The pain in the breast and neck, shoulder pain and stiffness, and weakness of the upper limb, all promote sleep difficulties and fatigue, which can also contribute to the disruption of daily activities.

Management modalities for PMPS

The management of PMPS is poor, without accepted guidelines. Multiple modalities have been reported for the treatment of neuropathic pain, whether surgical, medical or alternative medicine. Surgical procedures include excision of neuromas, administering nerve blocks, and autologous fat grafting.

All these steps bring partial or complete relief to women with PMPS. Fat grafting may release the scars, or alternatively, promote tissue suppleness and thus relieve peripheral nerve compression, along with the modification of stem cells.

Lymph node harvesting from the inguinal region, for transplantation to the axillary region, allowed immediate improvement in pain that lasted through the end of the follow-up period. Lymphedema also went down. This is probably due to the release of scar tissue, decompression of nerves due to the removal of accumulated fluid and scar tissue, and improved circulation in the region of pain. The utility of this procedure in chronic lymphedema and PMPS remains to be studied.

Paravertebral injections into the area around the thoracic dorsal root ganglia or stellate ganglia produce instant relief which wanes within a month or so. Another successful strategy was the use of pulsed radiofrequency (PRF) and injecting steroids into the T2 and T3 dorsal root ganglia of the spinal cord, to increase the period of relief. The effects are thought to via neuromodulation, with the injections causing thermal damage that in turn affects synaptic transmission.

Laser treatment in the form of pulsed high-intensity laser therapy (HILT) has also been shown to help increase the range of motion when used in the affected breast, axilla and upper arm, similarly to fat grafting. The mechanism of relief may be via the release of contractures, or by modulating nociceptive transmission by the laser-induced neural block.

Neuroma excision may be helpful over the long term, while scar management also helps release local adhesions and contractures. This not only improves mobility but may decompress the peripheral nerves.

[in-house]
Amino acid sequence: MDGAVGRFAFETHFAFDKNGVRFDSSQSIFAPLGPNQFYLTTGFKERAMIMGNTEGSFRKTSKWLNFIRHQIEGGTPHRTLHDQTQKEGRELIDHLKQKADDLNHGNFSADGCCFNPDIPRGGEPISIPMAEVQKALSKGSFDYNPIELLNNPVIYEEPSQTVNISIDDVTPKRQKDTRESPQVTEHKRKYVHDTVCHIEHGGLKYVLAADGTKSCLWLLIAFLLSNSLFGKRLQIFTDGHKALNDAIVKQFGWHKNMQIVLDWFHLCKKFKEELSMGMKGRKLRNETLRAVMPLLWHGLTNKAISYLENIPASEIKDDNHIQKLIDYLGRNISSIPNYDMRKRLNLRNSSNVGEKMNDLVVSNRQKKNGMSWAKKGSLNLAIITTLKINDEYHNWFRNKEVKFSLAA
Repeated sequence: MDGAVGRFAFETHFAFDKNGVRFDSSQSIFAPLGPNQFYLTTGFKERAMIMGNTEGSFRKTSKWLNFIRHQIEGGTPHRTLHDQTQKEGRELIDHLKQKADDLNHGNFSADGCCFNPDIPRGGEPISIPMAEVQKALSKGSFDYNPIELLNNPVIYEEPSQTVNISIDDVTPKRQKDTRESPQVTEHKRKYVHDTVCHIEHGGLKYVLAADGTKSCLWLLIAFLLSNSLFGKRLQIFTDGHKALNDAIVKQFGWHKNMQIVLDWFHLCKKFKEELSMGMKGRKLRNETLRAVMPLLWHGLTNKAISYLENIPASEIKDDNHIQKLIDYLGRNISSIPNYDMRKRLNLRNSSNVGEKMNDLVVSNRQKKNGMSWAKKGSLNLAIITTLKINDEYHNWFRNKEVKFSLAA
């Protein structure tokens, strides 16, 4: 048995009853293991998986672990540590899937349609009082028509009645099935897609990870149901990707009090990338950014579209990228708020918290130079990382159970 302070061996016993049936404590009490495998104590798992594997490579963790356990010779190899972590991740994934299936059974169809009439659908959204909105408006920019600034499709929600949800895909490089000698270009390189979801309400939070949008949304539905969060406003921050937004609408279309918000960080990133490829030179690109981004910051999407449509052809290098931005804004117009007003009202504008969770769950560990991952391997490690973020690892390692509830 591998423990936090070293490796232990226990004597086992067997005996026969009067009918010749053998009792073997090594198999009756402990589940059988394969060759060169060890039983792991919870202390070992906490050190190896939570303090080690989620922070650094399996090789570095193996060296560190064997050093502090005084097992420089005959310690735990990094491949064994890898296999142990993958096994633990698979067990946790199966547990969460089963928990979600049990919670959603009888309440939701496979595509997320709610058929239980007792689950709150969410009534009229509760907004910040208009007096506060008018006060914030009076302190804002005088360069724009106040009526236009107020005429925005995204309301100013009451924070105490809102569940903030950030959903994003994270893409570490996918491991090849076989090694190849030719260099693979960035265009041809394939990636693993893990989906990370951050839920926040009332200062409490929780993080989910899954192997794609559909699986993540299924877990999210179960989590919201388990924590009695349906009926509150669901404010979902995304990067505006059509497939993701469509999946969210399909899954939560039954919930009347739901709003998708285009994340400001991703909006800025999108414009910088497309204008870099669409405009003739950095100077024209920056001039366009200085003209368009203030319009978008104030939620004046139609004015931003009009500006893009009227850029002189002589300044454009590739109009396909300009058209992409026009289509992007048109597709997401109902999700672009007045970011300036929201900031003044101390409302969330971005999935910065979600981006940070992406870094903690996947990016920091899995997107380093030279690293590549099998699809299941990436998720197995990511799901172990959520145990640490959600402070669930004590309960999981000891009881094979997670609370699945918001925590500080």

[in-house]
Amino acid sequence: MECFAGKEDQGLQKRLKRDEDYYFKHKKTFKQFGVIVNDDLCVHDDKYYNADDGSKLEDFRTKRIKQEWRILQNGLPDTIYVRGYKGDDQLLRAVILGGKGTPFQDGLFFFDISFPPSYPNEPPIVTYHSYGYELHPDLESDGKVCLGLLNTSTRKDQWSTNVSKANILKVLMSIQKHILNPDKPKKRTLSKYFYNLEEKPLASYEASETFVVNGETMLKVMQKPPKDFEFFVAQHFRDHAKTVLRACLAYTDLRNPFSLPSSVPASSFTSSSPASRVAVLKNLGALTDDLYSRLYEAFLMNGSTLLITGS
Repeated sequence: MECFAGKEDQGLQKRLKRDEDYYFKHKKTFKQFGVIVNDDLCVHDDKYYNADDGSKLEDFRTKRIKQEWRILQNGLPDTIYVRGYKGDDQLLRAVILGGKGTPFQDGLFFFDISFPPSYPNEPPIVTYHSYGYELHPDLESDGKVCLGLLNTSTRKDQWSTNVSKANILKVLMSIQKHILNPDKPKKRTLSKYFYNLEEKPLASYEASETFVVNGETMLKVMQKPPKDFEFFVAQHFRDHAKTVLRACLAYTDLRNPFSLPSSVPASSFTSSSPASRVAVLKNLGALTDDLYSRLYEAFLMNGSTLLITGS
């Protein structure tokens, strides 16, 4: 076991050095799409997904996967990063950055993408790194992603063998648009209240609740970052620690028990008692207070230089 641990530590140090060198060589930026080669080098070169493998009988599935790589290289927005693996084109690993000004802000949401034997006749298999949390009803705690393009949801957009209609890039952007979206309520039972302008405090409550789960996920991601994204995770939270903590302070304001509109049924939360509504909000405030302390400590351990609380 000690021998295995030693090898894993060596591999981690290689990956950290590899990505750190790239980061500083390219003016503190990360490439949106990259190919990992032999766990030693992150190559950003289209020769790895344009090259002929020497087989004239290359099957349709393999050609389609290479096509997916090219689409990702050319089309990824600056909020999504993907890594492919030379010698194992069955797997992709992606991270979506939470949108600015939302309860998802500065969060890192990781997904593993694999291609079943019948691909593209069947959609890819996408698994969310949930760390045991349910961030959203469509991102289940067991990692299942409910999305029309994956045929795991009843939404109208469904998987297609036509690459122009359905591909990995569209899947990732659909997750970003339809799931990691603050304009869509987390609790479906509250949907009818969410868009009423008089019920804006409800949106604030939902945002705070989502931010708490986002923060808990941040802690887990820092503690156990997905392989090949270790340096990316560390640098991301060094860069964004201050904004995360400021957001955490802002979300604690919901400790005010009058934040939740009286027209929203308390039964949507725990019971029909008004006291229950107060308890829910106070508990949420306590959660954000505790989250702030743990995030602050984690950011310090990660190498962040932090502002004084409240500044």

Amitriptyline and other selective serotonin-norepinephrine reuptake inhibitors (SSNRI) have also shown the ability to reduce pain intensity, as do neuromodulators like gabapentin and pregabalin, especially when the former is combined with non-steroidal anti-inflammatory drugs (NSAIDs). These are thought to inhibit centralized pain pathways, either by inhibiting α2-adrenergic receptors in the spinal cord sensory pathways or enhancing GABA activity, thus inhibiting excitability.

Other options include topical pain relievers, physiotherapy and cognitive behavioral therapy (CBT). Among the topical medications, capsaicin acts by defunctionalization, that is, weakening cutaneous hypersensitivity, though it may itself cause burning sensations. CBT may also modulate central pain centers.

Physiotherapy may help correct the muscle fibrosis and hyper-excitability of the inflamed motor nerves. Since these phenomena may create myofascial trigger points, that have been identified in patients with PMPS. Strengthening exercises and massage have been found to reduce trigger points in patients with shoulder pain, and should be prescribed in PMPS patients, especially water exercises that help achieve a larger range of motion than would be possible without pain on land.


Much more work remains to be done to understand the incidence of PMPS, and its sequelae. Healthcare providers must be educated about the risk factors, protective measures, and the range of therapeutic interventions so that they can provide timely and effective care to improve the quality of life of these patients.


Further Reading

Last Updated: Dec 23, 2021

Hidaya Aliouche

Written by

Hidaya Aliouche

Hidaya is a science communications enthusiast who has recently graduated and is embarking on a career in the science and medical copywriting. She has a B.Sc. in Biochemistry from The University of Manchester. She is passionate about writing and is particularly interested in microbiology, immunology, and biochemistry.